Your microbiome and you! How to feed it a healthy diet

April 13 2018 | Guest post by Emillie
Your microbiome and you! How how to feed it a healthy diet
GIANTmicrobes Health 4-Pack

I have this theory that the goal of a lot of diets is to limit what you eat. Not because avoiding cheese or gluten or whatever is particularly healthy, but because if you have a limited diet you will be so bored of eating that you just won't overeat. That's my theory, anyway.

Three years ago, I decided I needed to re-haul my diet. I was slowly gaining weight, no matter how much I exercised. I had a host of health issues, including eczema, vitamin deficiencies, and food sensitivities. I had lots of chronic pain, and caught every single cold and flu that came home from school with my kids. It got to a point where I began to wonder what was wrong with me. Why was my body fighting against me? My diet wasn't that bad, but it just didn't seem to be enough to keep me healthy.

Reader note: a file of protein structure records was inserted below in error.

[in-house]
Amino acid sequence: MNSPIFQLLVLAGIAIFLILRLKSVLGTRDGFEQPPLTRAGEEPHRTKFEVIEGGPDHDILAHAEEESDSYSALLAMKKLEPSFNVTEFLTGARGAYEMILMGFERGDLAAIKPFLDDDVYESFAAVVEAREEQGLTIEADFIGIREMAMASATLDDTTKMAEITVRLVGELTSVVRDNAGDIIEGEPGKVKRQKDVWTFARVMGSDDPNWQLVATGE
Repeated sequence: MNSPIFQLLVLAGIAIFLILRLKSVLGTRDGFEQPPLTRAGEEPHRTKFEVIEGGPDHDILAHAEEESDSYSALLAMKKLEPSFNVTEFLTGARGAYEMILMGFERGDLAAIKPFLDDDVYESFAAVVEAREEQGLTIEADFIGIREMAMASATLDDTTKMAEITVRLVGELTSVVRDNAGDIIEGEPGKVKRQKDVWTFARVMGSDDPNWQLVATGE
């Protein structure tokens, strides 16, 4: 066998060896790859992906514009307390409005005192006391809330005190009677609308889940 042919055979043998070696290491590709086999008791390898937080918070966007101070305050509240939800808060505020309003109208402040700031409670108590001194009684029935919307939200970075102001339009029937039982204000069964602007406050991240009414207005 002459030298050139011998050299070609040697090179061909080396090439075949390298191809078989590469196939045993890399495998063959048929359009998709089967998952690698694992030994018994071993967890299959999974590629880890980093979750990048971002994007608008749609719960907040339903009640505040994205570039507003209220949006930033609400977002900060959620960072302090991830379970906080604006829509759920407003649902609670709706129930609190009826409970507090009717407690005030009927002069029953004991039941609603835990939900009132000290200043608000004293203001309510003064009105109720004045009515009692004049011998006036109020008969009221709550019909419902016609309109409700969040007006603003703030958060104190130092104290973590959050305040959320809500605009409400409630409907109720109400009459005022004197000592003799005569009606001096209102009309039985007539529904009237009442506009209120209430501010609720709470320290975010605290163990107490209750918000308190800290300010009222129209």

That's when I got interested in feeding my microbiome.

WAIT! HOLD ON A MINUTE… WHAT IS A MICROBIOME?

Here's the truth about our bodies: human cells make up less than half of the cells of our body. The rest of the cells in our body are our microbiome or human microbiota. It is made up of millions of bacteria, fungus, viruses, and yeasts that cover every surface of our body, inside, and out.

The even wilder fact is that not only are our bodies a home for tons of tiny organisms, those micro-organisms actually play a huge role in who WE ARE as people. The research into the role of the human microbiome is only just beginning, but it seems to be important for all sorts of things.